URBANA, Ill. – Cover crops, with their ability to reduce erosion and promote soil health, are being planted across more Midwestern land than ever. That’s according to new University of Illinois research showing cover crop adoption reached 7.2% in 2021, up from just 1.8% a decade prior. The finding is the result of sophisticated satellite-based remote sensing efforts that accurately detected cover crops across 140 million acres of cropland and tracked their expansion over 20 years.
“It's impossible to do field surveys for the whole Midwest. And so, remote sensing can provide a cost-effective approach for cover crop detection. We can monitor every field from the very beginning to the end of the year, giving us a clear idea of what happened over time,” says Qu Zhou, the study’s lead author and a doctoral student in the Department of Natural Resources and Environmental Sciences (NRES), part of the College of Agricultural, Consumer and Environmental Sciences at Illinois. Zhou is supervised by Kaiyu Guan, associate professor in NRES, founding director of the Agroecosystem Sustainability Center, and senior author on the study.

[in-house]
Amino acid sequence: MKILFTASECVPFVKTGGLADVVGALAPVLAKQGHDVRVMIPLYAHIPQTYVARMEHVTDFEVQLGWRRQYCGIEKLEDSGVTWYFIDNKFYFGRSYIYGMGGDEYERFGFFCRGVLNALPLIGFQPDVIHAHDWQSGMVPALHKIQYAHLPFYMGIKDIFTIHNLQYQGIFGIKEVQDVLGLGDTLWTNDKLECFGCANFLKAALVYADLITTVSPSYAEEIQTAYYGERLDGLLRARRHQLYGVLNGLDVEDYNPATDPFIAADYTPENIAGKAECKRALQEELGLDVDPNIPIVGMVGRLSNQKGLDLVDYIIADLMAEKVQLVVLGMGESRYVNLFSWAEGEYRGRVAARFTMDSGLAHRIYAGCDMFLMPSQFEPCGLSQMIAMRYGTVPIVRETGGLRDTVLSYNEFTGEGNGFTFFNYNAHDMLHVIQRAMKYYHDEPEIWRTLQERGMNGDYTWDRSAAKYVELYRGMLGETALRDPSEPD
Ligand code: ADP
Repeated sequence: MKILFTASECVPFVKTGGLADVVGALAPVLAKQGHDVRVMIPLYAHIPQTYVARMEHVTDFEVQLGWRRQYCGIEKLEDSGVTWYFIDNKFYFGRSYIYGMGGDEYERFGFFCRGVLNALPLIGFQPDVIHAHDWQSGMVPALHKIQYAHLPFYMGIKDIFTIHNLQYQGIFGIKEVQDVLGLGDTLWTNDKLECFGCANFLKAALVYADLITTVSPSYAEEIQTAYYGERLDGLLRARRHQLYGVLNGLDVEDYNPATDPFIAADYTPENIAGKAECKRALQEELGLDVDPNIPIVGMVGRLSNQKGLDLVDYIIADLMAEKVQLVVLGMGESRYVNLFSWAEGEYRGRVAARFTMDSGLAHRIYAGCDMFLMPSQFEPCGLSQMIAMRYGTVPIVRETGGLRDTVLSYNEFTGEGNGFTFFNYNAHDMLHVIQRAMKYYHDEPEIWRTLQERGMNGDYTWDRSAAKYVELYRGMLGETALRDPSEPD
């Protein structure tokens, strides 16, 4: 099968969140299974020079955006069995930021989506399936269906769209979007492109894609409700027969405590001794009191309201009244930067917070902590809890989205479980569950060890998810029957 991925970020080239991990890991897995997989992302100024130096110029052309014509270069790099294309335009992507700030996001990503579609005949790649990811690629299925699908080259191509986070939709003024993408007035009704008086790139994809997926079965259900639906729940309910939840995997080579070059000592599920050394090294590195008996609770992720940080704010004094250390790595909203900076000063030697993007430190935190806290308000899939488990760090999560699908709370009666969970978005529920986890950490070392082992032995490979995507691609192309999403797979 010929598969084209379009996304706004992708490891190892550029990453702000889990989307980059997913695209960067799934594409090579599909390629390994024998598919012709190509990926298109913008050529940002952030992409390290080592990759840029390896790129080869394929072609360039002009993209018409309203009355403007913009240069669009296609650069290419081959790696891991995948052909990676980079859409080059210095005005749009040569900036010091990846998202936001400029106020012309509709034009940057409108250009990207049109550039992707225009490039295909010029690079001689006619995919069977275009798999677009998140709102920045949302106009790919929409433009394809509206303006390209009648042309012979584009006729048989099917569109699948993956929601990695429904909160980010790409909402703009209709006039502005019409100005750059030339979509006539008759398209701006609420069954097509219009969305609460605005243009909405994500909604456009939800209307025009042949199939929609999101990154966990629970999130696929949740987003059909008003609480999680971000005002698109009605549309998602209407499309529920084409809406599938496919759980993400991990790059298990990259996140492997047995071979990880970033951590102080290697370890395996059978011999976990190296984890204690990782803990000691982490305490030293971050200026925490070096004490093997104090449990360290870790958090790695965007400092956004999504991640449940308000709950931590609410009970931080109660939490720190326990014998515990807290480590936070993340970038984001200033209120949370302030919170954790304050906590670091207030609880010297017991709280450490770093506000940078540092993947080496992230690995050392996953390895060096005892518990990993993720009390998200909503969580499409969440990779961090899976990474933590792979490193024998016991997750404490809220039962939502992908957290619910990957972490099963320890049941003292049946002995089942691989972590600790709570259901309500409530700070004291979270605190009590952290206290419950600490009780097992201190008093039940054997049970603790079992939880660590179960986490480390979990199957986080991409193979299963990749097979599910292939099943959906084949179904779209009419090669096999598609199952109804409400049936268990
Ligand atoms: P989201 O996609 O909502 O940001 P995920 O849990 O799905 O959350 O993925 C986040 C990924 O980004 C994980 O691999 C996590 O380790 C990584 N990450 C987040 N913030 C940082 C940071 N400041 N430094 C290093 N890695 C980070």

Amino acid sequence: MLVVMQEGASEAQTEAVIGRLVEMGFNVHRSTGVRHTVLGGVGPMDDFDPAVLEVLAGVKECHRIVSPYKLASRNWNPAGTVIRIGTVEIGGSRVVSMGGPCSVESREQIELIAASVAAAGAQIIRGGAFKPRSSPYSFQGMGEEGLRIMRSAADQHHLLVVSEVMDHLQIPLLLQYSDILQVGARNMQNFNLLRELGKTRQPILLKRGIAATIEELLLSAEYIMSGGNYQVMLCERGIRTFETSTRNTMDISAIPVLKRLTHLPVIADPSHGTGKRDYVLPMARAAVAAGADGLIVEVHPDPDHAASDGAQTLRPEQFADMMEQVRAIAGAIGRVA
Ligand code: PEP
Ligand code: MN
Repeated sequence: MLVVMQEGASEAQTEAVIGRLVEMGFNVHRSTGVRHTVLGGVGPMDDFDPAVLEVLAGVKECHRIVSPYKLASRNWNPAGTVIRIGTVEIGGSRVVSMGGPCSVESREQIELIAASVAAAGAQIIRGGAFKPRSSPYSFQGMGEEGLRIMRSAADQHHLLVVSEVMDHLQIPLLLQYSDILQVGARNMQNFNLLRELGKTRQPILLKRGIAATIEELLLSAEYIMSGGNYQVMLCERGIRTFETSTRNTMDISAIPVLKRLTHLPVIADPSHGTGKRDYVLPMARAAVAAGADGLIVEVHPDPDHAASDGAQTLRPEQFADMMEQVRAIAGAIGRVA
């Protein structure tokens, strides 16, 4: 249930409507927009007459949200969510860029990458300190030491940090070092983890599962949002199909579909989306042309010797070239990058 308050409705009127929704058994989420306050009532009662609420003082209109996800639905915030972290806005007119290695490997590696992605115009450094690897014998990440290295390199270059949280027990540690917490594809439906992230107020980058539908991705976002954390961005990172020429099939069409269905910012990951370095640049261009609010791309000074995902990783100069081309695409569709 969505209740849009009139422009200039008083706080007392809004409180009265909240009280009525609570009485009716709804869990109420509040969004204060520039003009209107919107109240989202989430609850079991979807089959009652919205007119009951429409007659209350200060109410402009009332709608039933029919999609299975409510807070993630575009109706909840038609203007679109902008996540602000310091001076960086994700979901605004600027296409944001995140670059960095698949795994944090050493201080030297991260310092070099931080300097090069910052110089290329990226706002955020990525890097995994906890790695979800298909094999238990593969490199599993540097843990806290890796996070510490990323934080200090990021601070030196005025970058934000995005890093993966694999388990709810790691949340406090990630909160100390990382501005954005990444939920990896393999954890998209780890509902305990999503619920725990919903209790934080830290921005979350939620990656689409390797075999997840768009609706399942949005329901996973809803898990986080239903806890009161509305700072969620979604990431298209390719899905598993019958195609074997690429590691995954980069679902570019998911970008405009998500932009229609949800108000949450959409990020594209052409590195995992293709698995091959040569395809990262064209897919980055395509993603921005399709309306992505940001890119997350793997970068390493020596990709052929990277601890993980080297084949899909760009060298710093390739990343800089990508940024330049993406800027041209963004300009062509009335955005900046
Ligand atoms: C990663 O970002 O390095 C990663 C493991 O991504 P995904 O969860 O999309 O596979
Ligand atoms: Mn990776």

The uptick in cover crop adoption comes against a backdrop of increasing state and federal incentive programs, a statistically significant driver, according to the study.
In the new study, Guan’s team developed a novel algorithm to detect cover crops from space, integrating a detailed understanding of cover crop growth with machine learning and creating high-resolution maps for the entire Midwest region.
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